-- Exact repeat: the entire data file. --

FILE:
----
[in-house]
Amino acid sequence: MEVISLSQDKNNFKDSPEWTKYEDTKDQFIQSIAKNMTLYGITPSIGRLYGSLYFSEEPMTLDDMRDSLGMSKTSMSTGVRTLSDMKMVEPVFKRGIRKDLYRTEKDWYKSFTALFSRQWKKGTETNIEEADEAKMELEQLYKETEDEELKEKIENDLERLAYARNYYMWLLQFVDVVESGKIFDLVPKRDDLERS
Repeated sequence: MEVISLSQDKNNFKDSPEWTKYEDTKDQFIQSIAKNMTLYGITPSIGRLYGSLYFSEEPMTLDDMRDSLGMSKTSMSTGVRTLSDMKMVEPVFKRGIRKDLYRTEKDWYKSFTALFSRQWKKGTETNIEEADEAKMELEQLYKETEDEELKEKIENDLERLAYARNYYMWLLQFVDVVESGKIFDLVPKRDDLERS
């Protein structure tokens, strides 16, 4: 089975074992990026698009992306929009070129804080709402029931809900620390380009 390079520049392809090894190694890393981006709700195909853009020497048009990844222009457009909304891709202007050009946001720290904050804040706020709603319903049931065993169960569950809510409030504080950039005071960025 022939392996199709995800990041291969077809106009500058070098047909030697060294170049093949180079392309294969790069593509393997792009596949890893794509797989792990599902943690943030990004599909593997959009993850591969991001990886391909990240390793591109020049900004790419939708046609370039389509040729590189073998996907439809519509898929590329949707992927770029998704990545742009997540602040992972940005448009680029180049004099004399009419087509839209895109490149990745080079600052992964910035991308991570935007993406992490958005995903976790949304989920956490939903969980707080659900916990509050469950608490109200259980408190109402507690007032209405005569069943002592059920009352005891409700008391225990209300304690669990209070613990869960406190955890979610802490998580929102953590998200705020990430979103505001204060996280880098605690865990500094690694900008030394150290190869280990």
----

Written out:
[in-house]
Amino acid sequence: MEVISLSQDKNNFKDSPEWTKYEDTKDQFIQSIAKNMTLYGITPSIGRLYGSLYFSEEPMTLDDMRDSLGMSKTSMSTGVRTLSDMKMVEPVFKRGIRKDLYRTEKDWYKSFTALFSRQWKKGTETNIEEADEAKMELEQLYKETEDEELKEKIENDLERLAYARNYYMWLLQFVDVVESGKIFDLVPKRDDLERS
Repeated sequence: MEVISLSQDKNNFKDSPEWTKYEDTKDQFIQSIAKNMTLYGITPSIGRLYGSLYFSEEPMTLDDMRDSLGMSKTSMSTGVRTLSDMKMVEPVFKRGIRKDLYRTEKDWYKSFTALFSRQWKKGTETNIEEADEAKMELEQLYKETEDEELKEKIENDLERLAYARNYYMWLLQFVDVVESGKIFDLVPKRDDLERS
């Protein structure tokens, strides 16, 4: 089975074992990026698009992306929009070129804080709402029931809900620390380009 390079520049392809090894190694890393981006709700195909853009020497048009990844222009457009909304891709202007050009946001720290904050804040706020709603319903049931065993169960569950809510409030504080950039005071960025 022939392996199709995800990041291969077809106009500058070098047909030697060294170049093949180079392309294969790069593509393997792009596949890893794509797989792990599902943690943030990004599909593997959009993850591969991001990886391909990240390793591109020049900004790419939708046609370039389509040729590189073998996907439809519509898929590329949707992927770029998704990545742009997540602040992972940005448009680029180049004099004399009419087509839209895109490149990745080079600052992964910035991308991570935007993406992490958005995903976790949304989920956490939903969980707080659900916990509050469950608490109200259980408190109402507690007032209405005569069943002592059920009352005891409700008391225990209300304690669990209070613990869960406190955890979610802490998580929102953590998200705020990430979103505001204060996280880098605690865990500094690694900008030394150290190869280990």